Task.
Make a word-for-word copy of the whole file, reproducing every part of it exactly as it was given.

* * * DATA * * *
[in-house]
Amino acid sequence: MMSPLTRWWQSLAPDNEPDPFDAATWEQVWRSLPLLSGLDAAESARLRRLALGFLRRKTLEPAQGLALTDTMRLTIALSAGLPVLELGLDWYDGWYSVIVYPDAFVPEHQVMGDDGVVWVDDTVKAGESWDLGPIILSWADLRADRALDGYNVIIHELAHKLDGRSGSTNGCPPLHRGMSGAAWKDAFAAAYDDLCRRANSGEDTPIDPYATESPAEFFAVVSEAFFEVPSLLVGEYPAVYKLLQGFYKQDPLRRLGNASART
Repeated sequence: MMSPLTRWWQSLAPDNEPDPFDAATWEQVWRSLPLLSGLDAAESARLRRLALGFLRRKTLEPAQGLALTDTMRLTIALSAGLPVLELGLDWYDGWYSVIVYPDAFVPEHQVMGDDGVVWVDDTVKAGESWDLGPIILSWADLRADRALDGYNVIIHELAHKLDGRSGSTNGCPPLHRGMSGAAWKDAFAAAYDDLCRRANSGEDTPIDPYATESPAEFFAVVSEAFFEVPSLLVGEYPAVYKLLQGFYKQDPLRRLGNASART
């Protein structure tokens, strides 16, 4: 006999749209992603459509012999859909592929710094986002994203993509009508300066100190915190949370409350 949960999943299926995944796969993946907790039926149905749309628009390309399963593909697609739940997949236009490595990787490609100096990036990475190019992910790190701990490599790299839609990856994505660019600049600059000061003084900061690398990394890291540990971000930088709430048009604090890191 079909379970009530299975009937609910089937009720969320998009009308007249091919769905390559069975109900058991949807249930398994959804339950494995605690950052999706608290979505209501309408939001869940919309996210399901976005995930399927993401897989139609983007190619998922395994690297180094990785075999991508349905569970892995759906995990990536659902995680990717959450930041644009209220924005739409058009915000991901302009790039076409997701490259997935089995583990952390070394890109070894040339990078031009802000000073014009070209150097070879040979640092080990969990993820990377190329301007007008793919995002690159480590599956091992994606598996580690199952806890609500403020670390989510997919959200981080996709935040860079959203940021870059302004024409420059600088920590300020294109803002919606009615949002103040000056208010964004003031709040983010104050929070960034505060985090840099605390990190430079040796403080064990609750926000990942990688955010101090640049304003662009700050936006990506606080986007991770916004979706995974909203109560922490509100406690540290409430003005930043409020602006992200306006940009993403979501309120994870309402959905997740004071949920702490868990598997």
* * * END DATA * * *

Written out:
[in-house]
Amino acid sequence: MMSPLTRWWQSLAPDNEPDPFDAATWEQVWRSLPLLSGLDAAESARLRRLALGFLRRKTLEPAQGLALTDTMRLTIALSAGLPVLELGLDWYDGWYSVIVYPDAFVPEHQVMGDDGVVWVDDTVKAGESWDLGPIILSWADLRADRALDGYNVIIHELAHKLDGRSGSTNGCPPLHRGMSGAAWKDAFAAAYDDLCRRANSGEDTPIDPYATESPAEFFAVVSEAFFEVPSLLVGEYPAVYKLLQGFYKQDPLRRLGNASART
Repeated sequence: MMSPLTRWWQSLAPDNEPDPFDAATWEQVWRSLPLLSGLDAAESARLRRLALGFLRRKTLEPAQGLALTDTMRLTIALSAGLPVLELGLDWYDGWYSVIVYPDAFVPEHQVMGDDGVVWVDDTVKAGESWDLGPIILSWADLRADRALDGYNVIIHELAHKLDGRSGSTNGCPPLHRGMSGAAWKDAFAAAYDDLCRRANSGEDTPIDPYATESPAEFFAVVSEAFFEVPSLLVGEYPAVYKLLQGFYKQDPLRRLGNASART
């Protein structure tokens, strides 16, 4: 006999749209992603459509012999859909592929710094986002994203993509009508300066100190915190949370409350 949960999943299926995944796969993946907790039926149905749309628009390309399963593909697609739940997949236009490595990787490609100096990036990475190019992910790190701990490599790299839609990856994505660019600049600059000061003084900061690398990394890291540990971000930088709430048009604090890191 079909379970009530299975009937609910089937009720969320998009009308007249091919769905390559069975109900058991949807249930398994959804339950494995605690950052999706608290979505209501309408939001869940919309996210399901976005995930399927993401897989139609983007190619998922395994690297180094990785075999991508349905569970892995759906995990990536659902995680990717959450930041644009209220924005739409058009915000991901302009790039076409997701490259997935089995583990952390070394890109070894040339990078031009802000000073014009070209150097070879040979640092080990969990993820990377190329301007007008793919995002690159480590599956091992994606598996580690199952806890609500403020670390989510997919959200981080996709935040860079959203940021870059302004024409420059600088920590300020294109803002919606009615949002103040000056208010964004003031709040983010104050929070960034505060985090840099605390990190430079040796403080064990609750926000990942990688955010101090640049304003662009700050936006990506606080986007991770916004979706995974909203109560922490509100406690540290409430003005930043409020602006992200306006940009993403979501309120994870309402959905997740004071949920702490868990598997």